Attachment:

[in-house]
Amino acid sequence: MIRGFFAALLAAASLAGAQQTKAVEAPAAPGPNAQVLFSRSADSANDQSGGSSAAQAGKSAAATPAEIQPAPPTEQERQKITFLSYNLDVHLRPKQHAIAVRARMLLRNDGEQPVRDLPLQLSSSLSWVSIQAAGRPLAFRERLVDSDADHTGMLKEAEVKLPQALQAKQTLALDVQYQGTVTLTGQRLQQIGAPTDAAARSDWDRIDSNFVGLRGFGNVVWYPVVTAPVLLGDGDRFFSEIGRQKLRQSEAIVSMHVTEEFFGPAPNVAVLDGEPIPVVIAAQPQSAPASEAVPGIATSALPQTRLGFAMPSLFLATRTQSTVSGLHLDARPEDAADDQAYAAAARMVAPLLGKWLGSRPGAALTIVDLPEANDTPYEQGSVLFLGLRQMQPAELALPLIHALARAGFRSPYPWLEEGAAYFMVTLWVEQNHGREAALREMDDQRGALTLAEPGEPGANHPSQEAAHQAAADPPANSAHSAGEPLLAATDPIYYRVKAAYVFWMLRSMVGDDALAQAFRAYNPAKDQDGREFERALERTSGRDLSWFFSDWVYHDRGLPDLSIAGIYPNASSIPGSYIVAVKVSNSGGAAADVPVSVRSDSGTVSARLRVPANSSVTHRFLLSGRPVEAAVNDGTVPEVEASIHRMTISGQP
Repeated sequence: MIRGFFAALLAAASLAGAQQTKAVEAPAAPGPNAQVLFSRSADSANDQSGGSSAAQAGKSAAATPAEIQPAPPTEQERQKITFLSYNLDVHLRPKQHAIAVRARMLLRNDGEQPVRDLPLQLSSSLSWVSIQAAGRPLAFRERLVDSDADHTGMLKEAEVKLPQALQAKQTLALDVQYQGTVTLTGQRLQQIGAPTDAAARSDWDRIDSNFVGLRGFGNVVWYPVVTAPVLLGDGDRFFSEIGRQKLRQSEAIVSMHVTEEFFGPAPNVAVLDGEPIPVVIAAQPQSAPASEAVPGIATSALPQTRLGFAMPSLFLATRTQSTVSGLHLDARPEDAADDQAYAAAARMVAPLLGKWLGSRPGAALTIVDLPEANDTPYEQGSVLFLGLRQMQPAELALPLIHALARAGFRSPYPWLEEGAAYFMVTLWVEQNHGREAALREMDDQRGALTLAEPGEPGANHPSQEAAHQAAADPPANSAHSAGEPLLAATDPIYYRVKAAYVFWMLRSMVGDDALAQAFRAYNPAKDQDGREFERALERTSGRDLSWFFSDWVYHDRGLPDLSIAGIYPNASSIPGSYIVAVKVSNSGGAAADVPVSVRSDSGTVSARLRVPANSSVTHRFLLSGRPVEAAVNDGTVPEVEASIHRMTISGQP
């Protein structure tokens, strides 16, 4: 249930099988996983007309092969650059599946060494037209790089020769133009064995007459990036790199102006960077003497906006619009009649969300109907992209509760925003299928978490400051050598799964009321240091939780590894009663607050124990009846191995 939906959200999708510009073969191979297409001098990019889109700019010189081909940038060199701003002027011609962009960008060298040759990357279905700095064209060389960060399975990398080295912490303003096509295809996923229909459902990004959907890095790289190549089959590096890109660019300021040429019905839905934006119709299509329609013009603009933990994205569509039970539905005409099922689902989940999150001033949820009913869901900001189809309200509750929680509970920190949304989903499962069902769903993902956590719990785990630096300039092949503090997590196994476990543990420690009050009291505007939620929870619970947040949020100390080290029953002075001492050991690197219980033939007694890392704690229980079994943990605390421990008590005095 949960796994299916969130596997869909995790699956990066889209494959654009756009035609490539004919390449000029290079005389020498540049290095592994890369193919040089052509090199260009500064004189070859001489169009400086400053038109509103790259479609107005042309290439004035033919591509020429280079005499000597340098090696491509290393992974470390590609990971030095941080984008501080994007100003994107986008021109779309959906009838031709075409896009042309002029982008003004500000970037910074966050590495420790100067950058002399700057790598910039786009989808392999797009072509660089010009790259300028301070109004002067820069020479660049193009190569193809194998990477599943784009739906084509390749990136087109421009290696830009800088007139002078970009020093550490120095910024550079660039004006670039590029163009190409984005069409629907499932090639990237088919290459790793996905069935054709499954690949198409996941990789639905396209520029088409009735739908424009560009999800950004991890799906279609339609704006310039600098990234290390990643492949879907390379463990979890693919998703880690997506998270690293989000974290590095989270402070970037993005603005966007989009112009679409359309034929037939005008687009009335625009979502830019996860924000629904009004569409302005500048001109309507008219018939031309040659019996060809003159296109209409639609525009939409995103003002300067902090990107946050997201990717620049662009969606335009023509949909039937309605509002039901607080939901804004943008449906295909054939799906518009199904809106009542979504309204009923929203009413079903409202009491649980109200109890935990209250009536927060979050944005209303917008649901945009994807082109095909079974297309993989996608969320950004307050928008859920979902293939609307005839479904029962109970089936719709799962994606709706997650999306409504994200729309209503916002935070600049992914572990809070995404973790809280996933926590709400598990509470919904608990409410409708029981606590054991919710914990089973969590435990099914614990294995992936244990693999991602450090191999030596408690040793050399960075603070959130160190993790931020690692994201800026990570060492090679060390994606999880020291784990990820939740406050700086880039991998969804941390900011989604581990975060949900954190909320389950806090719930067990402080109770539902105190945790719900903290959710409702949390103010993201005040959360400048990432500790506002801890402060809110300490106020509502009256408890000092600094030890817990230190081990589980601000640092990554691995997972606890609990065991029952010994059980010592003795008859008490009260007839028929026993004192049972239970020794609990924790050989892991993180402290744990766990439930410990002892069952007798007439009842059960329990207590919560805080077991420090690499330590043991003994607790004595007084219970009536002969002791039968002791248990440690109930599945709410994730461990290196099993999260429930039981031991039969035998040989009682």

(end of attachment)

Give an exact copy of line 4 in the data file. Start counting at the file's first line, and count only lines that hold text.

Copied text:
């Protein structure tokens, strides 16, 4: 249930099988996983007309092969650059599946060494037209790089020769133009064995007459990036790199102006960077003497906006619009009649969300109907992209509760925003299928978490400051050598799964009321240091939780590894009663607050124990009846191995 939906959200999708510009073969191979297409001098990019889109700019010189081909940038060199701003002027011609962009960008060298040759990357279905700095064209060389960060399975990398080295912490303003096509295809996923229909459902990004959907890095790289190549089959590096890109660019300021040429019905839905934006119709299509329609013009603009933990994205569509039970539905005409099922689902989940999150001033949820009913869901900001189809309200509750929680509970920190949304989903499962069902769903993902956590719990785990630096300039092949503090997590196994476990543990420690009050009291505007939620929870619970947040949020100390080290029953002075001492050991690197219980033939007694890392704690229980079994943990605390421990008590005095 949960796994299916969130596997869909995790699956990066889209494959654009756009035609490539004919390449000029290079005389020498540049290095592994890369193919040089052509090199260009500064004189070859001489169009400086400053038109509103790259479609107005042309290439004035033919591509020429280079005499000597340098090696491509290393992974470390590609990971030095941080984008501080994007100003994107986008021109779309959906009838031709075409896009042309002029982008003004500000970037910074966050590495420790100067950058002399700057790598910039786009989808392999797009072509660089010009790259300028301070109004002067820069020479660049193009190569193809194998990477599943784009739906084509390749990136087109421009290696830009800088007139002078970009020093550490120095910024550079660039004006670039590029163009190409984005069409629907499932090639990237088919290459790793996905069935054709499954690949198409996941990789639905396209520029088409009735739908424009560009999800950004991890799906279609339609704006310039600098990234290390990643492949879907390379463990979890693919998703880690997506998270690293989000974290590095989270402070970037993005603005966007989009112009679409359309034929037939005008687009009335625009979502830019996860924000629904009004569409302005500048001109309507008219018939031309040659019996060809003159296109209409639609525009939409995103003002300067902090990107946050997201990717620049662009969606335009023509949909039937309605509002039901607080939901804004943008449906295909054939799906518009199904809106009542979504309204009923929203009413079903409202009491649980109200109890935990209250009536927060979050944005209303917008649901945009994807082109095909079974297309993989996608969320950004307050928008859920979902293939609307005839479904029962109970089936719709799962994606709706997650999306409504994200729309209503916002935070600049992914572990809070995404973790809280996933926590709400598990509470919904608990409410409708029981606590054991919710914990089973969590435990099914614990294995992936244990693999991602450090191999030596408690040793050399960075603070959130160190993790931020690692994201800026990570060492090679060390994606999880020291784990990820939740406050700086880039991998969804941390900011989604581990975060949900954190909320389950806090719930067990402080109770539902105190945790719900903290959710409702949390103010993201005040959360400048990432500790506002801890402060809110300490106020509502009256408890000092600094030890817990230190081990589980601000640092990554691995997972606890609990065991029952010994059980010592003795008859008490009260007839028929026993004192049972239970020794609990924790050989892991993180402290744990766990439930410990002892069952007798007439009842059960329990207590919560805080077991420090690499330590043991003994607790004595007084219970009536002969002791039968002791248990440690109930599945709410994730461990290196099993999260429930039981031991039969035998040989009682």